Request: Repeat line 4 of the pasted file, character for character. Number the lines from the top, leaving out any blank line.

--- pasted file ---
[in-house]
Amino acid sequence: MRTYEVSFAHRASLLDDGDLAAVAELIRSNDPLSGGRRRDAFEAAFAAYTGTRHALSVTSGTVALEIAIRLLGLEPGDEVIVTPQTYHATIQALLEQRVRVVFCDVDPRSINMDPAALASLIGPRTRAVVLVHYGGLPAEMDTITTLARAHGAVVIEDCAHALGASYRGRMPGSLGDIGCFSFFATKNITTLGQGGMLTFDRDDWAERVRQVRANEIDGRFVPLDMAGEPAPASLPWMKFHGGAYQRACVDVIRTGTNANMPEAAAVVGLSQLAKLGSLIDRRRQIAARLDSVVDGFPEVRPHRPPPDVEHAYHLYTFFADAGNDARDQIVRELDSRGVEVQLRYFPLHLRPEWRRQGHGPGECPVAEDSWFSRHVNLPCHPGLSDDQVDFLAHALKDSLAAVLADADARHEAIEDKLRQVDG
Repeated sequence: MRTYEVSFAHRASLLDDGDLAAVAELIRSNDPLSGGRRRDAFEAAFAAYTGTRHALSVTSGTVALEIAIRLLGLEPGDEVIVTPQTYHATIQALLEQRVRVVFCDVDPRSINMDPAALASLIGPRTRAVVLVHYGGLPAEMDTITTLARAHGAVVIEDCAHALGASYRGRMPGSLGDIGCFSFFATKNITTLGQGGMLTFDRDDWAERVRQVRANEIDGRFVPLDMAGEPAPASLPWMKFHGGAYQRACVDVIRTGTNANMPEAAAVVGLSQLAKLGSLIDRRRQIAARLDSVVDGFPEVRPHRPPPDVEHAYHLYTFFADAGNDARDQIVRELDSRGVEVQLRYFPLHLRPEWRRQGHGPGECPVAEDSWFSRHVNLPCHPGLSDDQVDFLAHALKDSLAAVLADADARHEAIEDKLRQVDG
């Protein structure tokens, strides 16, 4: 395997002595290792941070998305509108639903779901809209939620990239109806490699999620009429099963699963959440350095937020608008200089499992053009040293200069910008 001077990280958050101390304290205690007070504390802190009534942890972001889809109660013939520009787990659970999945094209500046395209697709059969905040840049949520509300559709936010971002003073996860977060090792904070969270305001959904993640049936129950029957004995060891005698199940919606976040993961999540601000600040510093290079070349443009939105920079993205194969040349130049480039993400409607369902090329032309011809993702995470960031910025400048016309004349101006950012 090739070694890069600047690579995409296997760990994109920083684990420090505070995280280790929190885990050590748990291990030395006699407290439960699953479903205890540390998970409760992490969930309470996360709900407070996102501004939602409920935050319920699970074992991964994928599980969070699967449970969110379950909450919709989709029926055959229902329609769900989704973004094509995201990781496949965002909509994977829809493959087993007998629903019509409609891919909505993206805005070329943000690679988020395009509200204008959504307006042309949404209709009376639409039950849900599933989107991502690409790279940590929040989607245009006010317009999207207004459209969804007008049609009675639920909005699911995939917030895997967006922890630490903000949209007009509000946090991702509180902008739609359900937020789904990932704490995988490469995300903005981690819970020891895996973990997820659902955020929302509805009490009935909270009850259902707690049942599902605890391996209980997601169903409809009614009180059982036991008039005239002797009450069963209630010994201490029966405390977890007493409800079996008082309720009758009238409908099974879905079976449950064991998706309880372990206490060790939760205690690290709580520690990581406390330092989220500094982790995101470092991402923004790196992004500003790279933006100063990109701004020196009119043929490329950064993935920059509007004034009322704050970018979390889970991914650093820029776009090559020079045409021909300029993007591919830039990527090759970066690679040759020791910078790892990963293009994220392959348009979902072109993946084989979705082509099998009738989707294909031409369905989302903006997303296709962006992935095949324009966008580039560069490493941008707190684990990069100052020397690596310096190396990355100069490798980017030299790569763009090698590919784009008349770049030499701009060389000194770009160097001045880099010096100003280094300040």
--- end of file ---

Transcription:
């Protein structure tokens, strides 16, 4: 395997002595290792941070998305509108639903779901809209939620990239109806490699999620009429099963699963959440350095937020608008200089499992053009040293200069910008 001077990280958050101390304290205690007070504390802190009534942890972001889809109660013939520009787990659970999945094209500046395209697709059969905040840049949520509300559709936010971002003073996860977060090792904070969270305001959904993640049936129950029957004995060891005698199940919606976040993961999540601000600040510093290079070349443009939105920079993205194969040349130049480039993400409607369902090329032309011809993702995470960031910025400048016309004349101006950012 090739070694890069600047690579995409296997760990994109920083684990420090505070995280280790929190885990050590748990291990030395006699407290439960699953479903205890540390998970409760992490969930309470996360709900407070996102501004939602409920935050319920699970074992991964994928599980969070699967449970969110379950909450919709989709029926055959229902329609769900989704973004094509995201990781496949965002909509994977829809493959087993007998629903019509409609891919909505993206805005070329943000690679988020395009509200204008959504307006042309949404209709009376639409039950849900599933989107991502690409790279940590929040989607245009006010317009999207207004459209969804007008049609009675639920909005699911995939917030895997967006922890630490903000949209007009509000946090991702509180902008739609359900937020789904990932704490995988490469995300903005981690819970020891895996973990997820659902955020929302509805009490009935909270009850259902707690049942599902605890391996209980997601169903409809009614009180059982036991008039005239002797009450069963209630010994201490029966405390977890007493409800079996008082309720009758009238409908099974879905079976449950064991998706309880372990206490060790939760205690690290709580520690990581406390330092989220500094982790995101470092991402923004790196992004500003790279933006100063990109701004020196009119043929490329950064993935920059509007004034009322704050970018979390889970991914650093820029776009090559020079045409021909300029993007591919830039990527090759970066690679040759020791910078790892990963293009994220392959348009979902072109993946084989979705082509099998009738989707294909031409369905989302903006997303296709962006992935095949324009966008580039560069490493941008707190684990990069100052020397690596310096190396990355100069490798980017030299790569763009090698590919784009008349770049030499701009060389000194770009160097001045880099010096100003280094300040």